Risk factors for early mortality after heart transplant (HT) have not been used for quantitative risk prediction. We sought to develop and validate a risk prediction model for posttransplant in-hospital mortality in HT recipients.We derived the model in subjects aged ≥18 years who underwent primary HT in the United States from January 2007 to June 2009 (n=4248) and validated it internally using a bootstrapping technique (200 random samples, n=4248). We then assessed the model's performance in patients receiving an HT from July 2009 to October 2010 (external validation cohort, n=2346). Posttransplant in-hospital mortality was 4.7% in the model derivation cohort. The best-fitting model based on recipient characteristics at transplant had 6 variables: age, diagnosis, type of mechanical support, ventilator support, estimated glomerular filtration rate, and total serum bilirubin. Model discrimination for survivors versus nonsurvivors was acceptable during derivation and internal validation (C statistic, 0.722 and 0.731, respectively) as was model calibration during derivation (Hosmer Lemeshow [HL] P=0.47). Model performance was reasonable in the external validation cohort (predicted mortality, 4.9%; actual mortality, 4.3%; R(2)=0.95; C statistic, 0.68; HL P=0.48). Adding the donor-related variables of age and ischemic time to the model improved its performance in both the model derivation (C statistic, 0.742; HL P=0.70) and the external validation (C statistic, 0.695; HL P=0.42) cohorts.The proposed model allows risk stratification of HT candidates for early posttransplant mortality and may be useful in counseling patients with regard to their posttransplant prognosis. The model with additional donor-related variables may be useful during donor selection.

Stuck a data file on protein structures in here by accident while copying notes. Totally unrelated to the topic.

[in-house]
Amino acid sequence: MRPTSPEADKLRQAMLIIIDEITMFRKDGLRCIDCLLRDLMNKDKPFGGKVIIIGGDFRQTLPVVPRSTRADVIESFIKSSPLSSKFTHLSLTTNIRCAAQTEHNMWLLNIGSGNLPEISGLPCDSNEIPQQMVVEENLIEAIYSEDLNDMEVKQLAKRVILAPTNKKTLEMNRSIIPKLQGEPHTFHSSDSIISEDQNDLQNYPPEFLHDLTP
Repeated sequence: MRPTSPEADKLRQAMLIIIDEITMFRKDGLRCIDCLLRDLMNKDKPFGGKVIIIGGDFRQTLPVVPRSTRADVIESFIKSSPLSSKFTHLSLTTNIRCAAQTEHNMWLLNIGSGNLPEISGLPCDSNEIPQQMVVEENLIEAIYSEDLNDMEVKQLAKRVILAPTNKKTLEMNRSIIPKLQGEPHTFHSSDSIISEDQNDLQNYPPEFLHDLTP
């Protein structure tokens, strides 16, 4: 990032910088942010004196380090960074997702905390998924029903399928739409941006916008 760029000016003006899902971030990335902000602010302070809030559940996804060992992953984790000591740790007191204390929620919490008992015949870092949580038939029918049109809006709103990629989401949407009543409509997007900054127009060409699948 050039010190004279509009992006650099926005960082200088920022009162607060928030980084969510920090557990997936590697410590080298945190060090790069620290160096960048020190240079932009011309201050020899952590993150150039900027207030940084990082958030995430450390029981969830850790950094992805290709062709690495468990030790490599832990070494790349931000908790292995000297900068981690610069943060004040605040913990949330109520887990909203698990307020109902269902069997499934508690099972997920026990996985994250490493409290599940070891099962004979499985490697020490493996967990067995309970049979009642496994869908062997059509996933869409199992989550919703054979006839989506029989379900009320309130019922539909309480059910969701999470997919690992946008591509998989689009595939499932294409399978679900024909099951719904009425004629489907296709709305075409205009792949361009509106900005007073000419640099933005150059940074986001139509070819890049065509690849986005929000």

View details for DOI 10.1161/CIRCHEARTFAILURE.111.965996
View details for Web of Science ID 000302120800027
View details for PubMedID 22308287
The FDA Review Process for Cardiac Medical Devices in Children: A Review for the Clinician.
Progress in pediatric cardiology
2012; 33 (2): 105–9